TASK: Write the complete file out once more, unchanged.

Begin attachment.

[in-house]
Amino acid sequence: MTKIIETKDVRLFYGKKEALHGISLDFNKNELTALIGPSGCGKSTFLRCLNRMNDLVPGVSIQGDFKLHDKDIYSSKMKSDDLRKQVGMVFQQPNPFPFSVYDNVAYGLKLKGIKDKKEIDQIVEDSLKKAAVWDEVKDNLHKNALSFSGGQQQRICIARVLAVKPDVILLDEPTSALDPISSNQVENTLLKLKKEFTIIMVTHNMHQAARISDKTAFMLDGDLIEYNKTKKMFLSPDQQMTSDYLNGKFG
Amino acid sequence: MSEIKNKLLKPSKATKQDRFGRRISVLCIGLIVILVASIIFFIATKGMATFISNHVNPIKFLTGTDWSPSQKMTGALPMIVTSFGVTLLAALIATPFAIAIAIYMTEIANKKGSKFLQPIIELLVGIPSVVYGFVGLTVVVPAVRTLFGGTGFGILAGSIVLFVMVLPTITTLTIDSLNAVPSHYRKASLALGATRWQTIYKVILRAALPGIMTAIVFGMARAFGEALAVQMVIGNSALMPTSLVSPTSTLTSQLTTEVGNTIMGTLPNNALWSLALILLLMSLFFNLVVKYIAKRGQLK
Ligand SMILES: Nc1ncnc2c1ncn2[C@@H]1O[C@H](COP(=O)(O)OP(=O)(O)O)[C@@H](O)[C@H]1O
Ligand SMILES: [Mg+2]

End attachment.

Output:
[in-house]
Amino acid sequence: MTKIIETKDVRLFYGKKEALHGISLDFNKNELTALIGPSGCGKSTFLRCLNRMNDLVPGVSIQGDFKLHDKDIYSSKMKSDDLRKQVGMVFQQPNPFPFSVYDNVAYGLKLKGIKDKKEIDQIVEDSLKKAAVWDEVKDNLHKNALSFSGGQQQRICIARVLAVKPDVILLDEPTSALDPISSNQVENTLLKLKKEFTIIMVTHNMHQAARISDKTAFMLDGDLIEYNKTKKMFLSPDQQMTSDYLNGKFG
Amino acid sequence: MSEIKNKLLKPSKATKQDRFGRRISVLCIGLIVILVASIIFFIATKGMATFISNHVNPIKFLTGTDWSPSQKMTGALPMIVTSFGVTLLAALIATPFAIAIAIYMTEIANKKGSKFLQPIIELLVGIPSVVYGFVGLTVVVPAVRTLFGGTGFGILAGSIVLFVMVLPTITTLTIDSLNAVPSHYRKASLALGATRWQTIYKVILRAALPGIMTAIVFGMARAFGEALAVQMVIGNSALMPTSLVSPTSTLTSQLTTEVGNTIMGTLPNNALWSLALILLLMSLFFNLVVKYIAKRGQLK
Ligand SMILES: Nc1ncnc2c1ncn2[C@@H]1O[C@H](COP(=O)(O)OP(=O)(O)O)[C@@H](O)[C@H]1O
Ligand SMILES: [Mg+2]